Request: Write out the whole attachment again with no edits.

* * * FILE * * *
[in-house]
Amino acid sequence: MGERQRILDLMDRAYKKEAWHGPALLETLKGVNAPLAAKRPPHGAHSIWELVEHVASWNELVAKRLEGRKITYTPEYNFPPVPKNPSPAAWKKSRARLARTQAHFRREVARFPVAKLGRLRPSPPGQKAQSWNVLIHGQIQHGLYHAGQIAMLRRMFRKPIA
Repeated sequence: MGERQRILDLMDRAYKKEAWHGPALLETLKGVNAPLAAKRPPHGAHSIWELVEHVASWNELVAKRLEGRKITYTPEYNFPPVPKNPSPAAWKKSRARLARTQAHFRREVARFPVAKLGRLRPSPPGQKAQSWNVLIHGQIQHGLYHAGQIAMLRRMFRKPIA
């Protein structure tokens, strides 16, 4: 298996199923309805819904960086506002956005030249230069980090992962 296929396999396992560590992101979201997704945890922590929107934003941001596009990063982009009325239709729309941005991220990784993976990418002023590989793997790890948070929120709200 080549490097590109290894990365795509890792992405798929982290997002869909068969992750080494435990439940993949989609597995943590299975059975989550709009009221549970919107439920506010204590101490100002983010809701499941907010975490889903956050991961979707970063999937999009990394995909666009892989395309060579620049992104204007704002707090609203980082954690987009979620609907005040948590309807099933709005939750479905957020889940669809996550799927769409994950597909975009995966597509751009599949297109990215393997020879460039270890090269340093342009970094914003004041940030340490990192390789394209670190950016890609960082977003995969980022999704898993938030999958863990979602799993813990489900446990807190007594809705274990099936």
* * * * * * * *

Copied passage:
[in-house]
Amino acid sequence: MGERQRILDLMDRAYKKEAWHGPALLETLKGVNAPLAAKRPPHGAHSIWELVEHVASWNELVAKRLEGRKITYTPEYNFPPVPKNPSPAAWKKSRARLARTQAHFRREVARFPVAKLGRLRPSPPGQKAQSWNVLIHGQIQHGLYHAGQIAMLRRMFRKPIA
Repeated sequence: MGERQRILDLMDRAYKKEAWHGPALLETLKGVNAPLAAKRPPHGAHSIWELVEHVASWNELVAKRLEGRKITYTPEYNFPPVPKNPSPAAWKKSRARLARTQAHFRREVARFPVAKLGRLRPSPPGQKAQSWNVLIHGQIQHGLYHAGQIAMLRRMFRKPIA
């Protein structure tokens, strides 16, 4: 298996199923309805819904960086506002956005030249230069980090992962 296929396999396992560590992101979201997704945890922590929107934003941001596009990063982009009325239709729309941005991220990784993976990418002023590989793997790890948070929120709200 080549490097590109290894990365795509890792992405798929982290997002869909068969992750080494435990439940993949989609597995943590299975059975989550709009009221549970919107439920506010204590101490100002983010809701499941907010975490889903956050991961979707970063999937999009990394995909666009892989395309060579620049992104204007704002707090609203980082954690987009979620609907005040948590309807099933709005939750479905957020889940669809996550799927769409994950597909975009995966597509751009599949297109990215393997020879460039270890090269340093342009970094914003004041940030340490990192390789394209670190950016890609960082977003995969980022999704898993938030999958863990979602799993813990489900446990807190007594809705274990099936």